Incidentally, "Fighting Joe" Hooker seems to have gotten his nickname from an error in punctuation. A newspaper dispatch had ended one sentence with "fighting" and started the next with "Joe Hooker", and somehow the division between the sentences had been dropped. Hooker didn't mind -- it was a lot better than many another nickname in the Civil War. (Grant was referred to as "Butcher" Grant after the carnage of the Wilderness campaign.) Also, the term "hooker" for a prostitute was in use over a decade earlier than Hooker's rise to fame. But it would have been appropriate, for his headquarters was notorious for the number of female "camp followers" to be found nearby.




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_____________________________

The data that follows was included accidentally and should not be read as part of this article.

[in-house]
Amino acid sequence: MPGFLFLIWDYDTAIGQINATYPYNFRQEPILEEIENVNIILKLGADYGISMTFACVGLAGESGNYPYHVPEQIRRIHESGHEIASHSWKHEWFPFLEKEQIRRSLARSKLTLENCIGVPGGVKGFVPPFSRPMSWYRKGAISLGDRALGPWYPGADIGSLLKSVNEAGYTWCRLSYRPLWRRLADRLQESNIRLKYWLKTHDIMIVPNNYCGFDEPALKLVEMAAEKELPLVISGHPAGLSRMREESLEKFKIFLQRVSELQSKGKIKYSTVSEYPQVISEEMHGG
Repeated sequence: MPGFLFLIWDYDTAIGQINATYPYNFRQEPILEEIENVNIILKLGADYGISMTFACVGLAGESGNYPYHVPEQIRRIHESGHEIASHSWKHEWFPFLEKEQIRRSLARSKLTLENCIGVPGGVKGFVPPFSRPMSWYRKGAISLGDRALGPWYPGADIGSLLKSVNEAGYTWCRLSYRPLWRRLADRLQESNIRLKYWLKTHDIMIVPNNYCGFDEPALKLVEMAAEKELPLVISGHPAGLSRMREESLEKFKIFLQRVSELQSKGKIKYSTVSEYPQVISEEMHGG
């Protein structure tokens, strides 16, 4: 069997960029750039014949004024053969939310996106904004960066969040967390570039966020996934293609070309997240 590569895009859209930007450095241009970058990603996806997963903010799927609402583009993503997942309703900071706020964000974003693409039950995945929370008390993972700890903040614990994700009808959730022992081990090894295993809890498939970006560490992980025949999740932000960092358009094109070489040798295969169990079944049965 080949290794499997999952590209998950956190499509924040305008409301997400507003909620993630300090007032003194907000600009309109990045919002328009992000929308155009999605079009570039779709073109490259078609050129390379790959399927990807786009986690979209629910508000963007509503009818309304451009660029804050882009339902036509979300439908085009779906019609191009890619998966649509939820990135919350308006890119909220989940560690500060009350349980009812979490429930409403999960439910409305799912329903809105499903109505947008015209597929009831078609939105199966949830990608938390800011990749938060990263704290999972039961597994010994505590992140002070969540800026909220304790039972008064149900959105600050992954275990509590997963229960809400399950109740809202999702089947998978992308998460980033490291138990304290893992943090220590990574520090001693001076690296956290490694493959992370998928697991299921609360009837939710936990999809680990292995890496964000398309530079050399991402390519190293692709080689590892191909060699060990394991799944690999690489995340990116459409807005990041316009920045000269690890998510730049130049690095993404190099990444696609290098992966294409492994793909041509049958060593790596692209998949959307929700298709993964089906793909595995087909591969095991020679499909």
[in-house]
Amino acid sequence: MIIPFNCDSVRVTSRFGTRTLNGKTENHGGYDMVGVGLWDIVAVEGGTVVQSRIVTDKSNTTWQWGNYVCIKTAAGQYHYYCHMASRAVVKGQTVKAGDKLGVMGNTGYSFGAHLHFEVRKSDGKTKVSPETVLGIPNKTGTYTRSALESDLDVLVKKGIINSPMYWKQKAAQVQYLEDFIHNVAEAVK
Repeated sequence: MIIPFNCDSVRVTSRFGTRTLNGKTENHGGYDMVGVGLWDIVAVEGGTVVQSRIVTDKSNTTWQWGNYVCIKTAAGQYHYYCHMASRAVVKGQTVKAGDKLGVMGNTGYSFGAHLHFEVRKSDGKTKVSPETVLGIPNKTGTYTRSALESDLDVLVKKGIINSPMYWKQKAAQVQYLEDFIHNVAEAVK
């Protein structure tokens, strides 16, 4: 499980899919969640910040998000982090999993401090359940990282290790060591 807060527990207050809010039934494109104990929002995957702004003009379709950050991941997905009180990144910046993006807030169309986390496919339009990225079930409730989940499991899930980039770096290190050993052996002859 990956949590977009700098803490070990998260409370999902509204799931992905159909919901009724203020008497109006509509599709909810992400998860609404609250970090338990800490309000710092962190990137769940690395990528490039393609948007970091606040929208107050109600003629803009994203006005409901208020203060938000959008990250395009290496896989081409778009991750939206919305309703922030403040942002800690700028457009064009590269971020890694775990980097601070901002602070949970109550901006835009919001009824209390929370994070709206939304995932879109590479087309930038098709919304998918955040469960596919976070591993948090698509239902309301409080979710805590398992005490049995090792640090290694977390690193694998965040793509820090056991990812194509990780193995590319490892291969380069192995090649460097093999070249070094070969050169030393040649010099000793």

Civil war? What does that mean? Is there any foreign war? Isn't every war fought between men, between brothers?

--Victor Hugo

(in reply to Capt. Harlock)
Post #: 762
RE: Civil War 150th - 1/26/2013 3:43:19 AM   
Capt. Harlock


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150 Years Ago Today:

Abraham Lincoln penned one of the more unusual notes to a new army commander:

EXECUTIVE MANSION, WASHINGTON, D.C., January 26, 1863.

MAJOR-GENERAL HOOKER,